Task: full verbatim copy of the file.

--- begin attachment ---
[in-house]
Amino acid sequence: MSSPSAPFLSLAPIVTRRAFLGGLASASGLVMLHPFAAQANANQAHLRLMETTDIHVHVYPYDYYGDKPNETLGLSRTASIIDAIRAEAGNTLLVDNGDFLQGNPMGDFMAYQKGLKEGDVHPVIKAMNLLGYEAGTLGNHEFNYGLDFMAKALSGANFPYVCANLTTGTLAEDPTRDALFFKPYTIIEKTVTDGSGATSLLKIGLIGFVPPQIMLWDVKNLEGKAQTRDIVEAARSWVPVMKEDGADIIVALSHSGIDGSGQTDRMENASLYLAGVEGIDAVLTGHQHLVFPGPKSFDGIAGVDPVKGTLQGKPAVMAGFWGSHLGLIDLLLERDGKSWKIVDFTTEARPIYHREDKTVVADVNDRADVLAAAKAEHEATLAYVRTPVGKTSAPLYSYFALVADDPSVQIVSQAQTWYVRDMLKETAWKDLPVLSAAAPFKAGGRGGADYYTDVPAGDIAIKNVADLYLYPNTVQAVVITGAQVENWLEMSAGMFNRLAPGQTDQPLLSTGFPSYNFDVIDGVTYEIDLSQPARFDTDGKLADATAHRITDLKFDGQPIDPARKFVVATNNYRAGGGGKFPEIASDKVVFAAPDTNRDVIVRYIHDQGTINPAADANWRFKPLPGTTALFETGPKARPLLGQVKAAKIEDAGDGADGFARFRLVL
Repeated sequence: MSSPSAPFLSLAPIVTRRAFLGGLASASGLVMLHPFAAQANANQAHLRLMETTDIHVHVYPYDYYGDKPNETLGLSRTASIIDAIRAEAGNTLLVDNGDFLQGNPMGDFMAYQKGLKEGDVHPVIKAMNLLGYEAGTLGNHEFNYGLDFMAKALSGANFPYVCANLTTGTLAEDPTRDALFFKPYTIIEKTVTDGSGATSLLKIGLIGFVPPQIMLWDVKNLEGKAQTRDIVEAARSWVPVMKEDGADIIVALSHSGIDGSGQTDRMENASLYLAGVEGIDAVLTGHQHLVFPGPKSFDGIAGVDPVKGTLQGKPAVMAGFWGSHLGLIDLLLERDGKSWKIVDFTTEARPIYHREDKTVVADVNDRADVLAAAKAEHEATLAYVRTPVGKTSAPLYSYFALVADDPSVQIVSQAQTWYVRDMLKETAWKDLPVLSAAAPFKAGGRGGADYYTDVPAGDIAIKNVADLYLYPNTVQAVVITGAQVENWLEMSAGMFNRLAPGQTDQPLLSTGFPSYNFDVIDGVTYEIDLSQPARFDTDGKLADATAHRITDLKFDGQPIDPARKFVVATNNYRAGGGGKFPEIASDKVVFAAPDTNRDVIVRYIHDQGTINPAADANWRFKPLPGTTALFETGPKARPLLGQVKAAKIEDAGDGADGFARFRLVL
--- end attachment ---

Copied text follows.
[in-house]
Amino acid sequence: MSSPSAPFLSLAPIVTRRAFLGGLASASGLVMLHPFAAQANANQAHLRLMETTDIHVHVYPYDYYGDKPNETLGLSRTASIIDAIRAEAGNTLLVDNGDFLQGNPMGDFMAYQKGLKEGDVHPVIKAMNLLGYEAGTLGNHEFNYGLDFMAKALSGANFPYVCANLTTGTLAEDPTRDALFFKPYTIIEKTVTDGSGATSLLKIGLIGFVPPQIMLWDVKNLEGKAQTRDIVEAARSWVPVMKEDGADIIVALSHSGIDGSGQTDRMENASLYLAGVEGIDAVLTGHQHLVFPGPKSFDGIAGVDPVKGTLQGKPAVMAGFWGSHLGLIDLLLERDGKSWKIVDFTTEARPIYHREDKTVVADVNDRADVLAAAKAEHEATLAYVRTPVGKTSAPLYSYFALVADDPSVQIVSQAQTWYVRDMLKETAWKDLPVLSAAAPFKAGGRGGADYYTDVPAGDIAIKNVADLYLYPNTVQAVVITGAQVENWLEMSAGMFNRLAPGQTDQPLLSTGFPSYNFDVIDGVTYEIDLSQPARFDTDGKLADATAHRITDLKFDGQPIDPARKFVVATNNYRAGGGGKFPEIASDKVVFAAPDTNRDVIVRYIHDQGTINPAADANWRFKPLPGTTALFETGPKARPLLGQVKAAKIEDAGDGADGFARFRLVL
Repeated sequence: MSSPSAPFLSLAPIVTRRAFLGGLASASGLVMLHPFAAQANANQAHLRLMETTDIHVHVYPYDYYGDKPNETLGLSRTASIIDAIRAEAGNTLLVDNGDFLQGNPMGDFMAYQKGLKEGDVHPVIKAMNLLGYEAGTLGNHEFNYGLDFMAKALSGANFPYVCANLTTGTLAEDPTRDALFFKPYTIIEKTVTDGSGATSLLKIGLIGFVPPQIMLWDVKNLEGKAQTRDIVEAARSWVPVMKEDGADIIVALSHSGIDGSGQTDRMENASLYLAGVEGIDAVLTGHQHLVFPGPKSFDGIAGVDPVKGTLQGKPAVMAGFWGSHLGLIDLLLERDGKSWKIVDFTTEARPIYHREDKTVVADVNDRADVLAAAKAEHEATLAYVRTPVGKTSAPLYSYFALVADDPSVQIVSQAQTWYVRDMLKETAWKDLPVLSAAAPFKAGGRGGADYYTDVPAGDIAIKNVADLYLYPNTVQAVVITGAQVENWLEMSAGMFNRLAPGQTDQPLLSTGFPSYNFDVIDGVTYEIDLSQPARFDTDGKLADATAHRITDLKFDGQPIDPARKFVVATNNYRAGGGGKFPEIASDKVVFAAPDTNRDVIVRYIHDQGTINPAADANWRFKPLPGTTALFETGPKARPLLGQVKAAKIEDAGDGADGFARFRLVL